Aufklärung vs. Addiction


Kant speaks of das Unvermögen sich seines Verstandes ohne des Leiten eines anderen zu bedienen. What if the other he references is not always another person?  We often think of those who serve as Vormünder as being those authority figures who demand blind obedience, sacrificing the rational thought that is the hallmark of Kantian enlightenment.  Kant speaks of Priests who serve as our conscience, Doctors who prescribe out diets, Professors who tell us how to write and what we should think about certain things. (OK, I added that last one, but it does fit.)

Yet even before Kant talks of people as Vormünder, he mentions a book that dictates what we call knowledge.  It would seem that Kant really is talking about anyone, or anything that we have to consult before we make any decision.  Some readers may be thinking, aren’t we supposed to consult the spirit in all our doings?  Yes, but we are not forced to.  If we choose to out of our own free will, that is not an example of Unmündigkeit.  That is an example of enlightened information gathering in the process of making a decision.

I would like to take Kant’s idea one step further.  I would like to posit the idea that neural pathways in our minds can become our Vormünder.  Simply put, if there is a set of decisions and beliefs that we have repeated over the course of our lives, and it has become a compulsion, we are no longer able to make any decision without first asking our compulsion what we ought to do, what we ought to think , and how we ought to react.  This necessity of consulting our addiction, however automatized it may be, however subconscious the requisite consultation is, is a type of Unmündigkeit.

The question of enlightenment according to Kant is not simply whether we are Mündig or not, but whether that Mündigkeit, or lack thereof is selbstverschuldet.  Kant asserts that it is when the cause for the lack of Mündigkeit comes not from a lack of knowledge or understanding, but from a lack of resolution or a lack of courage.  Indeed this is a question for the addict.  Is he or she still an addict because the needed knowledge or understanding is missing, or is it that the courage and resolution needed to walk away is not in place?  I would submit that it could be either in any given moment on the path to recovery (which I see as an enlightening process.)

Kant talks about how it is difficult for an individual to become enlightened on their own.  He speaks of the perceived danger that threatens one attempting to think without their guide.  He acknowledges that even one fall can be enough to scare someone away from ever attempting again.  Having experienced the pain of relapse, I have personally longed to go back to the comfort of the denial that addiction brings with it, but this is the part where both courage, resolve and support come in.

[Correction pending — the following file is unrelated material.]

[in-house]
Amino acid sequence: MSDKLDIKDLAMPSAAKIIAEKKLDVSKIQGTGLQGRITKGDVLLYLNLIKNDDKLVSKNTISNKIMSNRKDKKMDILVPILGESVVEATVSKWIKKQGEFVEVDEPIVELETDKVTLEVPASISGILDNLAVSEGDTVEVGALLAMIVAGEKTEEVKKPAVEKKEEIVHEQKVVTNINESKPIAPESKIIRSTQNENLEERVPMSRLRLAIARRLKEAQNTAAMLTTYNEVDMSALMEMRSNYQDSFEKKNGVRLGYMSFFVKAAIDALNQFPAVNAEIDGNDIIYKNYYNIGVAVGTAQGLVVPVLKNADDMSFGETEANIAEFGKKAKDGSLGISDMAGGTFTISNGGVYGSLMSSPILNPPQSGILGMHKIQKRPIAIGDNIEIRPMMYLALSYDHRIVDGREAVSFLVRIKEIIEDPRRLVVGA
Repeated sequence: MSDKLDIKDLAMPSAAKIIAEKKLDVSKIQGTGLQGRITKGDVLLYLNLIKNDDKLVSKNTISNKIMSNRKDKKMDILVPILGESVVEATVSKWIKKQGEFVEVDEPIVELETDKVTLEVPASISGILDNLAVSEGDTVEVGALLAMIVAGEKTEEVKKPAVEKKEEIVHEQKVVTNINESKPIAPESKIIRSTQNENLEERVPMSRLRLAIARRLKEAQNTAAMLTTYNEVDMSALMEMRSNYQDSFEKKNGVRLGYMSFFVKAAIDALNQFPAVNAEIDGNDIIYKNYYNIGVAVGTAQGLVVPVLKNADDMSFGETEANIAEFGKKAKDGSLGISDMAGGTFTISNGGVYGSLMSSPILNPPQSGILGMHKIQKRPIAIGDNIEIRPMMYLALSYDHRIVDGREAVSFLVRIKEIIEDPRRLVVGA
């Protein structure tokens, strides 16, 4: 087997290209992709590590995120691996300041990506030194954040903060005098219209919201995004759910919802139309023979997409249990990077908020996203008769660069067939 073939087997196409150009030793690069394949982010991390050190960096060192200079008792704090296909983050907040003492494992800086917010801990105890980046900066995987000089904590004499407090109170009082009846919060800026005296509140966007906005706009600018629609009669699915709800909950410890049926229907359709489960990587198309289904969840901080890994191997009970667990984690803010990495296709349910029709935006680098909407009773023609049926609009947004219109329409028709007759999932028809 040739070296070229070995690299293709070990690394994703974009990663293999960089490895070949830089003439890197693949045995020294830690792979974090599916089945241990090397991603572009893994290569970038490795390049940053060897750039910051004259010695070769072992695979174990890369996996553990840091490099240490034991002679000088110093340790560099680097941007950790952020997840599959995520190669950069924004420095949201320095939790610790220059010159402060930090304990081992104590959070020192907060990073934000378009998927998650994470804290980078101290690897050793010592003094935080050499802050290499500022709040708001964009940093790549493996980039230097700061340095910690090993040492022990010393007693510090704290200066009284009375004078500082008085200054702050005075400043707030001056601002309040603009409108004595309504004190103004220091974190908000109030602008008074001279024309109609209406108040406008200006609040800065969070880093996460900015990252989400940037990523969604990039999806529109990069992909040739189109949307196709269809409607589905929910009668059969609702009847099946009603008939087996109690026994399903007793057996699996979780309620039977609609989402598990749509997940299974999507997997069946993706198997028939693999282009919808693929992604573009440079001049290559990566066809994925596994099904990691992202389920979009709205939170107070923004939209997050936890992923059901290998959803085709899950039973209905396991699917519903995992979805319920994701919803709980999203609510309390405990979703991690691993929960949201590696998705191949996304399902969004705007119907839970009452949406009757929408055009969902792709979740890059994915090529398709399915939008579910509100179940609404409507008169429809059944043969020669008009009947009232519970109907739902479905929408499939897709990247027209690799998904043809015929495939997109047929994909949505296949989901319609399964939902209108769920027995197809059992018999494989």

Courage and resolve will fail given enough time.  In battle, no matter how brave a man is, he will succumb to his wounds if he is not able to heal.  No matter his resolve, a broken body will not allow him to keep fighting in the long run.  Those who support us in our battle remind us of the source to which we can look to be healed when we have been wounded, either by our momentary lack of resolve, or simply by the proverbial slings and arrows of life. Our support are those who lend us their perspective, and encourage us to take that next uncertain leap over what looks to us to be a canyon, that is in reality little more than a crack in the pavement.

Courage and resolve come into play in a moment by moment basis.  Do I have the resolve to get to the gym today?  Do I have the resolve to take time to meditate?  do I have the resolve to read through my affirmations?  Do I have the resolve to read my scriptures today? Do I have the courage to reach out to someone I trust when I feel like I am faltering?  Do I have the courage to tell those I feel I’ve disappointed when I relapse, and ask them if they’ll still help me?  Do I have the courage to forgive myself?  Do I have the courage to love?  Do I have the courage to live in reality, and not the world that my Vormund (addiction) has created for me?

The word that Kant uses for enlightenment is Aufklärung.  (I doubt he chose it, since it is the German word for it…) I find it interesting that the word can be translated as “clarification” as well as enlightenment.  By clearing away the false ideas and the false perceptions, clearing our vision of the real world, we let more light into our minds.  Of course, too much light all at once can be painful. (Think of turning on the lights in the middle of the night, and the time it takes for your eyes to adjust)  Thing is, every step toward light, no matter how small, is a step in the right direction.  Every little bit of enlightenment will make things easier.

This post was really for me, but I hope it helps someone else too.  Even if addiction is not something you struggle with, the ideas here can be applied to most anything in life.  I leave it to you to adjust it to your life, and draw as much from it as you can.

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3 thoughts on “Aufklärung vs. Addiction

  1. Great post. Interesting thought about kindled brain pathways. The great thing is…the brain is plastic and synaptogenesis continues throughout the lifespan. I don’t want to minimize how difficult it can be to rekindle those pathways, but to borrow a phrase currently popular among the gay affirmative ideologists…it gets better. And it does! Hold on, the light will come.

  2. keep up the excellent work , I read few posts on this internet site and I believe that your web site is very interesting and holds sets of good info .

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